I never understand what goes through writers minds when they choose to omit so much detail when adapting a story. There’s a reason that something works in a novel and if you can transfer that to the screen, it may be even better. Whether someone is aware of the original source material or not, including important details usually makes for a film that fans of the novel and newcomers can appreciate. However, when you choose to throw great source material to the side and try something new, you’re putting your whole film at risk and more often than not, that decision ends up hurting the film.
Peter Lake (Colin Farrell) is an expert thief living in two places in time. In the first time, he’s recently dissociated himself with his crime boss, Pearly Soames (Russell Crowe), and is on the run from evil henchmen trying to kill him. As he’s about to be cornered and captured, a beautiful white horse appears and beckons him to ride. Magically, the horse leaps over the henchmen and takes Peter to safety. Peter learns that this horse is a spiritual guide and that it’s a sign that he will provide a miracle for someone. That someone, maybe be Beverly Penn (Jessica Brown Findlay), a dying, redheaded young woman whom Peter tries to steal from.
As he gets to know Beverly, he falls instantly in love with her and feels like he’s known her forever. As the two spend time together, Peter believes that his miracle is for her and he needs to save her. Unfortunately for Soames, a demon in hiding, that can’t happen and Soames goes to Lucifer (Will Smith) to set things straight. In this magical world where the deceased become stars, Peter also exists in the future where he only remembers fragments of his past. As he wanders aimlessly, he runs into Virginia Gamely (Jennifer Connelly) and her daughter, Abby (Ripley Sobo).
Winter’s Tale is one of the least romantic Valentine’s Day movies that I’ve ever seen. There’s some flirting and love here and there, but there’s also a lot of violence and weird sequences that may startle the audience. As a novel, I’ve been told that all the fantastical wonderment works perfectly fine. However, in a movie, they don’t soar like the horse’s cheesy looking wings. Instead, they fall flat and it’s incredibly hard not to burst out in laughter.
Colin Farrell really tries his best in this film and it’s an admirable try. The way he looks at Findlay and talks with her seems real and his love for her is somewhat real enough to buy. That Irish accent of his is what saves him in the end, especially because his odd, floppy hair is doing him no favors. The chemistry between Farrell and Findlay is pretty great and their flirting is enjoyable to watch. They’re very gentle with one another and most of the emotion is within their eyes and the inflections in their voice.
Russell Crowe has been making a lot of bad decisions lately. I’m one of the few who enjoyed him in Les Miserables and he’s obviously a talented guy (when he wants to be). Now, he’s playing a demon with a face that opens up and he can scratch people. He’s got a vendetta against Farrell and he’s willing to do a lot (or so he says) to see him dead. Instead, Crowe puts on a terrible accent and whines about not being able to stop Farrell. Rather than hunting Farrell himself, Crowe has other people do it and gets mad when they fail. His character is so odd and you never really understand why he wants Farrell dead. He’s just a mess and I absolutely despised his character.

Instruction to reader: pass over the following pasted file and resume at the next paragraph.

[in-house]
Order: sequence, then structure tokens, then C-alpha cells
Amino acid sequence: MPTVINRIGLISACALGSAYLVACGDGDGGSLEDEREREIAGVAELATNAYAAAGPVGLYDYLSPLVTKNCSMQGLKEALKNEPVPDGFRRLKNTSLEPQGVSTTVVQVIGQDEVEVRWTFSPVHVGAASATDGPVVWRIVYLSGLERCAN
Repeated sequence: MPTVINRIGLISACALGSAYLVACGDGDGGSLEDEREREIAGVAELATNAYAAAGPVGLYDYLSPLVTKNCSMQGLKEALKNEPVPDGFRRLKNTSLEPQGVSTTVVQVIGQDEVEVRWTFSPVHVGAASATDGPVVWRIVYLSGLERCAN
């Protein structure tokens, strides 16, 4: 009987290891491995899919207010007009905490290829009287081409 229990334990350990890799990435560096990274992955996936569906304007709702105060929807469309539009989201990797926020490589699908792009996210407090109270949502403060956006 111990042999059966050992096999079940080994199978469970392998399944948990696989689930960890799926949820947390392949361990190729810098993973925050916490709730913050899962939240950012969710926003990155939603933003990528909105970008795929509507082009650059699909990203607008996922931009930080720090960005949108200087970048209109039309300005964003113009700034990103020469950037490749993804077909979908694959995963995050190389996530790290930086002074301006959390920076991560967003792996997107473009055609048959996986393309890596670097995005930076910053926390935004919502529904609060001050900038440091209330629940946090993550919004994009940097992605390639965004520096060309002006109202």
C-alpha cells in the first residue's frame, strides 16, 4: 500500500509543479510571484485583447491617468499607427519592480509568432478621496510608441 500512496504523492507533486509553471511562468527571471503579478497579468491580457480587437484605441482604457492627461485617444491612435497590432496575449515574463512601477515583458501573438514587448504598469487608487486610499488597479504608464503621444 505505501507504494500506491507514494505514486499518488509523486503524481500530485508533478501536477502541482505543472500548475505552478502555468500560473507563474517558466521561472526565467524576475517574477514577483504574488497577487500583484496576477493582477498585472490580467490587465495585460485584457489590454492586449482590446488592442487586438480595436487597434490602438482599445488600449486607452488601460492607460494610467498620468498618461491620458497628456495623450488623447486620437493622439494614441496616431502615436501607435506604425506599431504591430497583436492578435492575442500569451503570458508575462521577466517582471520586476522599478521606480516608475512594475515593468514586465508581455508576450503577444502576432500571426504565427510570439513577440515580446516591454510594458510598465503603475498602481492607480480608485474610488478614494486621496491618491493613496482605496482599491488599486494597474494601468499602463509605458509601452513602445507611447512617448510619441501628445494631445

For a movie that’s supposed to be about light and fantasy, this film looks terrible. The attempted animation and visual effects look like something you’d expect from a SyFy original movie. Worse than the J.J. Abrams-esque lens flares, was the white horse turned Pegasus. Rather than making elegant white wings, the horse grew imaginary butterfly like wings that were every color of the rainbow. The horse looked ridiculous and it got even worse when it entered flying mode. All of the snow looked fake and the CGI was not working at all. Everything needed some fine-tuning, or just needed to be cut to save the film (but that wouldn’t have saved it either).
Rather than letting the audience try to understand what the premise of this film is, there are supporting characters who spell it out for you in the name of convenience. That being said, I still had very little idea what was going on during the entire film. There’s a clear battle between Heaven and Hell (as evidenced by Will Smith) being the Devil) and the demons and angels are in a constant war over people’s souls. If you die well, you become a sparkly star. Every person also has a miracle in them to save someone. That’s about all I got and then Farrell hopped around time, unsure of what he was doing in the movie. This is a hard film to get invested in and it’s a harder one to follow.
I chose to go see Winter’s Tale because, of the three Valentine’s Day releases this coming Friday, it seemed like the most mediocre and I thought it could be good. Farrell and Crown are appealing actors and everyone loves a bit of magic, but there is sadly no magic in this film. I couldn’t get over the cheesiness and I wanted to be anywhere else while watching it. I’ve been told that the novel executes the fantasy well, but not much works in the film. I was really disappointed in this film and it doesn’t even feel like a “romantic” film. Look elsewhere if you want to go see a Valentine’s Day movie.
Winter’s Tale Trailer